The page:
We’re hearing a lot about mindfulness these days.
But there’s nothing really new about mindfulness. It has been around for centuries in Buddhist teaching, and is something that Western psychology is now embracing.
We know that stress is something that happens in our minds, and we know that chronic stress (spending long periods of time under stress) causes problems with our health.
Our stress response - the fight or flight mechanism - is a great piece of handiwork in the human body when we are faced with a situation that poses a threat to our lives.
But spending a lot of time in fight or flight mode disrupts nearly every system in our body. Our brains and bodies are flooded with stress hormones that eventually become toxic to us, our heart rates are elevated, the body puts aside some longer term, non urgent projects– after all, what use are the digestive and reproductive systems, for example, when fleeing a woolly mammoth! That’s fine in short bursts. Obviously though, it wasn’t designed to be a way of life.
In Eastern writing, the mind is often described as a drunken monkey being bitten by a scorpion.
Mindfulness can be a springboard to so many things, but at its most basic, the practice of mindfulness can help us take charge of how we experience the world, and how we relate to others. It can help us manage stress.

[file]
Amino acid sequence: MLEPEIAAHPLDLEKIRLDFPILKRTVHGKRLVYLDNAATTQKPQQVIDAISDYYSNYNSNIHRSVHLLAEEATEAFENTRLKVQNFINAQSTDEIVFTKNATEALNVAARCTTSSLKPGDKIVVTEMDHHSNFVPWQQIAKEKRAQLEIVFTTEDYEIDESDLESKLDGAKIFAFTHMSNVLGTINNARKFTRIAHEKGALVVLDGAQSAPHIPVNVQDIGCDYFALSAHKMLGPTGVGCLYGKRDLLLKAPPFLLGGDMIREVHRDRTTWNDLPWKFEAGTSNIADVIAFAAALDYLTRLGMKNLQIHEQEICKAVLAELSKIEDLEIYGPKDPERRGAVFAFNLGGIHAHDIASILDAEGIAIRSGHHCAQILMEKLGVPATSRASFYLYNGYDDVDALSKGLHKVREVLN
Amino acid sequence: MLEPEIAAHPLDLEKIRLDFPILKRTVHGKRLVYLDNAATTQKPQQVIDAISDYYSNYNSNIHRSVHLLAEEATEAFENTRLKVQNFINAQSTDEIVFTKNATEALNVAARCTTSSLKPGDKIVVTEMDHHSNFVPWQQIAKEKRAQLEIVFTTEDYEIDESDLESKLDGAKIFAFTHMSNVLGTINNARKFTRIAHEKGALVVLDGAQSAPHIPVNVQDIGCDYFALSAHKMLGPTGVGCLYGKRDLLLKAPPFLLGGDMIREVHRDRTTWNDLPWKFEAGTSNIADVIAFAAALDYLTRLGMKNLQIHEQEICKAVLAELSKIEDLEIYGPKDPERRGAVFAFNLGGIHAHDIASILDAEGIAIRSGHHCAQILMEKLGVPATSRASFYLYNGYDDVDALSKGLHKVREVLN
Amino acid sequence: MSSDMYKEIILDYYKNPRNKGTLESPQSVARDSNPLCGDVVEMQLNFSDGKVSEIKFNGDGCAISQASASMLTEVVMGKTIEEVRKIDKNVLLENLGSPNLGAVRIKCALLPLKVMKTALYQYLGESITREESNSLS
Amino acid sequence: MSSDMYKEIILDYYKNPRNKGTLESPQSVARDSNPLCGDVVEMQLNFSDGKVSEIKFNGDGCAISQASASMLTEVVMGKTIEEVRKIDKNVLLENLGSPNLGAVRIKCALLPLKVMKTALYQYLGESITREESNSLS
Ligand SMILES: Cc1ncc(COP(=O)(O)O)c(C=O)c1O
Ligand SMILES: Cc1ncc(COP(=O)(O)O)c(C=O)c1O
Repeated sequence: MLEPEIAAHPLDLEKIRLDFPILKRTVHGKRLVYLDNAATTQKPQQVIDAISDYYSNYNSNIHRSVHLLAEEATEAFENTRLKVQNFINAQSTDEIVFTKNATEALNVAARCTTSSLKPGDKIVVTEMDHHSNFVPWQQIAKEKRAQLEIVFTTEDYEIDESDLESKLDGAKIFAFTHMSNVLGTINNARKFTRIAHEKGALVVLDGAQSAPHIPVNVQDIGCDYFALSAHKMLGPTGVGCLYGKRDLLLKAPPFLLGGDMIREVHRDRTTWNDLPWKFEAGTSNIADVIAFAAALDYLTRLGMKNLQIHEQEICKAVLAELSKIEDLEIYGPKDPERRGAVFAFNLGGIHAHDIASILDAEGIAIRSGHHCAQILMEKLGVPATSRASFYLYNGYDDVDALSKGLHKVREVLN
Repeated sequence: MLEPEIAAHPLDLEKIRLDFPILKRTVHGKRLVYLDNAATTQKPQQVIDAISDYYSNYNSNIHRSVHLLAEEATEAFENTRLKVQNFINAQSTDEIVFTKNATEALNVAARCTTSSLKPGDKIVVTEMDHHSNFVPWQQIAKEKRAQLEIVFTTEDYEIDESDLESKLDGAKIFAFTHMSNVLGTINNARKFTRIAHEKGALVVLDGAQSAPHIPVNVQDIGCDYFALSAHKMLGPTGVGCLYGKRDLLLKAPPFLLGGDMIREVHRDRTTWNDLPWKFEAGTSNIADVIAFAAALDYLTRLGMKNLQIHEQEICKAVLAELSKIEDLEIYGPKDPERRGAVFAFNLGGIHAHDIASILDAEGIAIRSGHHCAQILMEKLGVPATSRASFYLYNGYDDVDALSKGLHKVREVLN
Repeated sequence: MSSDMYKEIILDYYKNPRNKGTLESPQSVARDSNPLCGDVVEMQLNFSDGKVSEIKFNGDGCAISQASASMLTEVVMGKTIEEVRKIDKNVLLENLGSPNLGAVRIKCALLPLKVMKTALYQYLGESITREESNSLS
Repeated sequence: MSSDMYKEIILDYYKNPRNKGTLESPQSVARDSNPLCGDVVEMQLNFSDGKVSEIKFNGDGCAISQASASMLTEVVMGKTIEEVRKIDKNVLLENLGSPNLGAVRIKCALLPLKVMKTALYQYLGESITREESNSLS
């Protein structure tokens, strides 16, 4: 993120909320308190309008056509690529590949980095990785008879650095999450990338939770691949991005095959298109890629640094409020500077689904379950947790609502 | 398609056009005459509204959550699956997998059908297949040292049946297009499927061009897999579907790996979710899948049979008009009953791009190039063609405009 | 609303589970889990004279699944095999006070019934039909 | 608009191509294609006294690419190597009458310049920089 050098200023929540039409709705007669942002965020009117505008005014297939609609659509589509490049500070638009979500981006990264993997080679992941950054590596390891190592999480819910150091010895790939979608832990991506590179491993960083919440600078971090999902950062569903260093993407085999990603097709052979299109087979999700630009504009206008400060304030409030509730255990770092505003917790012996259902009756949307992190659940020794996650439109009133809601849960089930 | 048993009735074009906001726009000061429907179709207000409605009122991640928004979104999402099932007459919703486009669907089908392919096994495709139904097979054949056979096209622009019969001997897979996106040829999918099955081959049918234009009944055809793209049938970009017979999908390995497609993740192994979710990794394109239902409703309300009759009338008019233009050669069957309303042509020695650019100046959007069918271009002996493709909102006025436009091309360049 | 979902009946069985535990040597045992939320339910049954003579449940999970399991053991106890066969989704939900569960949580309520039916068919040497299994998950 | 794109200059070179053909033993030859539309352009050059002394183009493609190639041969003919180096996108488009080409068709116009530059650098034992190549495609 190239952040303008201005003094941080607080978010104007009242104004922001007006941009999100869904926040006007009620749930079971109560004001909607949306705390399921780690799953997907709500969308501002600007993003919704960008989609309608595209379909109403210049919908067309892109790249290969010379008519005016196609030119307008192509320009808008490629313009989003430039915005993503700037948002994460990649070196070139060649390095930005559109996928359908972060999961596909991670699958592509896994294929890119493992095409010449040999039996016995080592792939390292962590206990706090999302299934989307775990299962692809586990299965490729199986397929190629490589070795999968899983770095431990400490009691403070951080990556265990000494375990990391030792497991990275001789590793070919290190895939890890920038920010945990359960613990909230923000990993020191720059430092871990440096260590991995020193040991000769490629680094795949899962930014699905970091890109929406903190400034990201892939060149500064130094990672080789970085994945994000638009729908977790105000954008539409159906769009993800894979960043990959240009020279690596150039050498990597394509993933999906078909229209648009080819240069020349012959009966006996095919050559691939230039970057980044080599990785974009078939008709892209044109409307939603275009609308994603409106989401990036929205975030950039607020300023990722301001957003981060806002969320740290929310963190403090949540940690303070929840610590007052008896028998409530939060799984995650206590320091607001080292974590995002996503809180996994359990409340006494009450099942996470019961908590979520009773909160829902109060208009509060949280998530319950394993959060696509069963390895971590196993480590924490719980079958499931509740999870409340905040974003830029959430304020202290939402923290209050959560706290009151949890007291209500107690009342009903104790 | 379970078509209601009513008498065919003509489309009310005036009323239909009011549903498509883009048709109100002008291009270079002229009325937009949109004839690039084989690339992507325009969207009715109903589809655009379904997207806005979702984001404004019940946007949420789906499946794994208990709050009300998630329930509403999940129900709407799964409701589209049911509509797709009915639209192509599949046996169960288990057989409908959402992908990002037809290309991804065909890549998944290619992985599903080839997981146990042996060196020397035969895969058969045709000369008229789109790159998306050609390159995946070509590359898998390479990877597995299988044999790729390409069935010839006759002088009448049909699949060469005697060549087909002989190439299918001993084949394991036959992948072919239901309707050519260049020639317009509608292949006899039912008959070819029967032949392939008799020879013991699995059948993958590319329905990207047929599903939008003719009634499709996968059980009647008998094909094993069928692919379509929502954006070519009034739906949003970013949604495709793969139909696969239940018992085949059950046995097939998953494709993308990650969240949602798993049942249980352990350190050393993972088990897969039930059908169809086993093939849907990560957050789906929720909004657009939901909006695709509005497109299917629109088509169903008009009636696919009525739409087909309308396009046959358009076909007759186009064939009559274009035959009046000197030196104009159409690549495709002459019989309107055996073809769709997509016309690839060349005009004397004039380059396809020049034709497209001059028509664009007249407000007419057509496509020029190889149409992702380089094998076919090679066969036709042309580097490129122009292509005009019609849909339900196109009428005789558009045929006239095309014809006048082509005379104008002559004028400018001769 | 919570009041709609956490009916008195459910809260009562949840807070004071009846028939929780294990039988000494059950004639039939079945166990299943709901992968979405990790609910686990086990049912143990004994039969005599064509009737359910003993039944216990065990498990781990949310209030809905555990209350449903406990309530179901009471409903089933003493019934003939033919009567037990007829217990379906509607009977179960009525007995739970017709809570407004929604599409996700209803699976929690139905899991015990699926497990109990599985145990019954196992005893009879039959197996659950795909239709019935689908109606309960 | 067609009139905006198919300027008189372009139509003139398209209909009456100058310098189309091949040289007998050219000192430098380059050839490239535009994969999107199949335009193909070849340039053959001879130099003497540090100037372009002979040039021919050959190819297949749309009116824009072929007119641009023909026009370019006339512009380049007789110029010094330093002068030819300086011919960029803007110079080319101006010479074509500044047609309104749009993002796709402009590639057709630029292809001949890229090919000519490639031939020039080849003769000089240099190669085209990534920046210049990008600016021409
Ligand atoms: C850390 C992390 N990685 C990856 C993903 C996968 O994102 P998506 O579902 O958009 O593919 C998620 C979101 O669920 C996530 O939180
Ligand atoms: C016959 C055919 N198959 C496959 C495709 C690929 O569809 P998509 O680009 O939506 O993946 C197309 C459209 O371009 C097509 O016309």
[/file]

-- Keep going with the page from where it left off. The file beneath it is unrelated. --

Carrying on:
Mindfulness is simply the act of noticing or observing without judgement or assessment. It might be in noticing the flow of thoughts or taking a few moments away from the flow of thoughts to observe the environment or others around us.
What’s all this got to do with tea?
We know about l-theanine found in tea, and how it effects the nervous system and production of alpha brain wave activity, enhancing our focus, alertness, and creativity.
We know the Buddhists made tea central to their day-to-day lives, and that tea assisted them in their long periods of meditation. We know that they established rituals and ceremonies – meditations as it were, with tea as the focus of attention.
We can start the practice of mindfulness and meditation anywhere at any time, but like anything else, getting the benefits of it takes time – it’s a bit like building up physical fitness. Sometimes it can seem difficult to pick the right moment so it’s a good idea to start a ritual with something you enjoy.
If you enjoy tea, it provides a wonderful focus for mindfulness meditation. There are so many aspects to its preparation to incorporate into a daily ritual – which can be as simple or as elaborate as you like. Employ the five senses and total curiosity to immerse yourself in the moment.
Tea&Sympathy runs a Tea & Mindfulness workshop most months where we talk about the links between tea and Asian philosophy, drink lots of tea, and learn a tea meditation ritual for everyday practice. We also run the workshop for groups – please get in touch if you are interested in finding out more.